Liechty, Janet M. ; Saltzman, Jaclyn A. ; Musaad, Salma M. ; Harrison, Kristen ; Bost, Kelly ; McBride, Brent ; Donovan, Sharon ; Grigsby-Toussaint, Diana ; Kim, Juhee ; Wiley, Angela ; Teran-Garcia, Margarita ; Fiese, Barbara ; The STRONG Kids Team, STRONG Kids Team. / Health literacy and parent attitudes about weight control for children. In: Appetite. 2015 ; Vol. 91. pp. 200-208.
@article{1d63447e5c6b465db88ca59dc7a5b538,
title = "Health literacy and parent attitudes about weight control for children",
abstract = "The purpose of this study was to examine associations between parental health literacy and parent attitudes about weight control strategies for young children. Parental low health literacy has been associated with poor child health outcomes, yet little is known about its relationship to child weight control and weight-related health information-seeking preferences. Data were drawn from the STRONG Kids Study, a Midwest panel survey among parents of preschool aged children (n = 497). Parents endorsed an average of 4.3 (SD = 2.8) weight loss strategies, 53{\%} endorsed all three recommended weight loss strategies for children, and fewer than 1{\%} of parents endorsed any unsafe strategies. Parents were most likely to seek child weight loss information from healthcare professionals but those with low (vs. adequate) health literacy were significantly less likely to use the Internet or books and more likely to use minister/clergy as sources. Poisson and logistic regressions showed that higher health literacy was associated with endorsement of more strategies overall, more recommended strategies, and greater odds of endorsing each specific recommended strategy for child weight control, after adjusting for parent age, education, race/ethnicity, income, marital status, weight concern, and child BMI percentile. Findings suggest that health literacy impacts parental views about child weight loss strategies and health information-seeking preferences. Pediatric weight loss advice to parents should include assessment of parent attitudes and prior knowledge about child weight control and facilitate parent access to reliable sources of evidence-informed child weight control information.",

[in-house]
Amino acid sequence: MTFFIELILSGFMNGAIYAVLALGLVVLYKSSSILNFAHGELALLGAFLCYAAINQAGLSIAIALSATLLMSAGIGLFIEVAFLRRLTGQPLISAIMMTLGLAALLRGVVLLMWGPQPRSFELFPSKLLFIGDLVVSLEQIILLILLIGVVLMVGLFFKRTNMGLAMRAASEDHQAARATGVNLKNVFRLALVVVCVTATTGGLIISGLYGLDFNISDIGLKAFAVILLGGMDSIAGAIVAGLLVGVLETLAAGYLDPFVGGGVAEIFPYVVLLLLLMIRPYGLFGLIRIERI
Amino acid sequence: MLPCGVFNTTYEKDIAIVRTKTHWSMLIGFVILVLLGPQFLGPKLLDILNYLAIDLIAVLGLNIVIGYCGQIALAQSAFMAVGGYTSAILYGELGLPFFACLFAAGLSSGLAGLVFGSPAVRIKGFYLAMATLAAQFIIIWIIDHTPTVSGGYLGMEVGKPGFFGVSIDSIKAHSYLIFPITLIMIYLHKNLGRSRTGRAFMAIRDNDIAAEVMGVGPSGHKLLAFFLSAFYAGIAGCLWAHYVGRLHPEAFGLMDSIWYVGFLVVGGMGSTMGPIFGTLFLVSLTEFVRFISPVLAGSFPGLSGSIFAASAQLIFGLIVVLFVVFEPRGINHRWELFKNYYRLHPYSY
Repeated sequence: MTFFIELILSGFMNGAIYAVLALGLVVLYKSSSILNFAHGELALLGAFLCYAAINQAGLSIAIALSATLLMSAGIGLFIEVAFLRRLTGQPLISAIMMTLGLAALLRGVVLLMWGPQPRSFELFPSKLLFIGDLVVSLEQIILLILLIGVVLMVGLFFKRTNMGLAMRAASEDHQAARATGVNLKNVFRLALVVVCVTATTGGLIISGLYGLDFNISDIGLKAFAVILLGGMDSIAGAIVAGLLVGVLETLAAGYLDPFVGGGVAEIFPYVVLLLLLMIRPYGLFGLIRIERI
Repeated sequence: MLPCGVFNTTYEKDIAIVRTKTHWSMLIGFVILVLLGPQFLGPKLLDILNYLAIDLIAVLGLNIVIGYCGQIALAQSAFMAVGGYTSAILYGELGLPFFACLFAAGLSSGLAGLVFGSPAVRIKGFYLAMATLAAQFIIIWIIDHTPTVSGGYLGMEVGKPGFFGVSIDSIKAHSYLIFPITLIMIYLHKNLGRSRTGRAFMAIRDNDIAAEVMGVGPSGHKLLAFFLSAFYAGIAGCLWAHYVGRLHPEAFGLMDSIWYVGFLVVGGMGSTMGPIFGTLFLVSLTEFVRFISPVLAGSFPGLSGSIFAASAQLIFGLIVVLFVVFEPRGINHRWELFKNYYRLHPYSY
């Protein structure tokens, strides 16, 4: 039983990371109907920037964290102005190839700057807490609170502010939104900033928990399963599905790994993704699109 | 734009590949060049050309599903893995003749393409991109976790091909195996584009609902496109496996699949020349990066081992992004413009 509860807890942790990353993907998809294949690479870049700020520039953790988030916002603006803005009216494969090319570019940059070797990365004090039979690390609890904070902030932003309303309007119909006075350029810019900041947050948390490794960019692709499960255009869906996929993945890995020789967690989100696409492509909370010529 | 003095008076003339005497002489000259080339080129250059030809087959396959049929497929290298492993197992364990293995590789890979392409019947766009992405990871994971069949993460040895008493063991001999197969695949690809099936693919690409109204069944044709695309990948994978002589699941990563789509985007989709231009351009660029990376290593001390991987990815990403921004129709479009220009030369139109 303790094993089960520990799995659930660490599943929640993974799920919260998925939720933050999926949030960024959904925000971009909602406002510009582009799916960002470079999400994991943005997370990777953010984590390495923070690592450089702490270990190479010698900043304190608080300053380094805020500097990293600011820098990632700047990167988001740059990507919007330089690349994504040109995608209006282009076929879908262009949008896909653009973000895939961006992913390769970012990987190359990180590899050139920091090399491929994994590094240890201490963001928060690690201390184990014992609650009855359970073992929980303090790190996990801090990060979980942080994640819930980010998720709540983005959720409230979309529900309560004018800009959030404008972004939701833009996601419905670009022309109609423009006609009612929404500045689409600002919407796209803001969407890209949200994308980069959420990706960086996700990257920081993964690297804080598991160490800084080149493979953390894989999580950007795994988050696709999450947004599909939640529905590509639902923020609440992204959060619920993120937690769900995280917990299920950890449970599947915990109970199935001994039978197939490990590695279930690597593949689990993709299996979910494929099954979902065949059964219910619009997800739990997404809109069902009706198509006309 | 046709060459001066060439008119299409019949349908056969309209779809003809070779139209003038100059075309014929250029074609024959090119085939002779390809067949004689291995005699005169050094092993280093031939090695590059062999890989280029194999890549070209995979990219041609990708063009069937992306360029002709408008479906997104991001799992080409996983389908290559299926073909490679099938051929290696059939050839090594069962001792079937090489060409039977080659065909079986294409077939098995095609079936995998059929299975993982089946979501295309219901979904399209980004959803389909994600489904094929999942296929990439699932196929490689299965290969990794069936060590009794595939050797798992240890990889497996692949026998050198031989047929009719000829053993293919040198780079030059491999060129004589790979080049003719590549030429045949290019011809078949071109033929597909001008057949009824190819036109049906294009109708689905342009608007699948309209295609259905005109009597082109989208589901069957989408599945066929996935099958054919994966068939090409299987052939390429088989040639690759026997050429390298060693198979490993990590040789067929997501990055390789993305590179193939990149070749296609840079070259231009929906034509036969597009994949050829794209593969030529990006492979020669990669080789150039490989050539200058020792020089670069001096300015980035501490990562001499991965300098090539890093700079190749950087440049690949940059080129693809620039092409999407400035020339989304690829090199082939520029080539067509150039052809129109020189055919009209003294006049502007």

keywords = "Child weight control, Dieting, Health communication, Health literacy, Information-seeking, Weight loss strategies",
author = "Liechty, {Janet M.} and Saltzman, {Jaclyn A.} and Musaad, {Salma M.} and Kristen Harrison and Kelly Bost and Brent McBride and Sharon Donovan and Diana Grigsby-Toussaint and Juhee Kim and Angela Wiley and Margarita Teran-Garcia and Barbara Fiese and {The STRONG Kids Team}, {STRONG Kids Team}",
year = "2015",
month = "8",
day = "1",
doi = "10.1016/j.appet.2015.04.010",
language = "English (US)",
volume = "91",
pages = "200--208",
journal = "Appetite",
issn = "0195-6663",
publisher = "Academic Press Inc.",

}

TY - JOUR

T1 - Health literacy and parent attitudes about weight control for children

AU - Liechty, Janet M.

AU - Saltzman, Jaclyn A.

AU - Musaad, Salma M.

AU - Harrison, Kristen

AU - Bost, Kelly

AU - McBride, Brent

AU - Donovan, Sharon

AU - Grigsby-Toussaint, Diana

AU - Kim, Juhee

AU - Wiley, Angela

AU - Teran-Garcia, Margarita

AU - Fiese, Barbara

AU - The STRONG Kids Team, STRONG Kids Team

PY - 2015/8/1

Y1 - 2015/8/1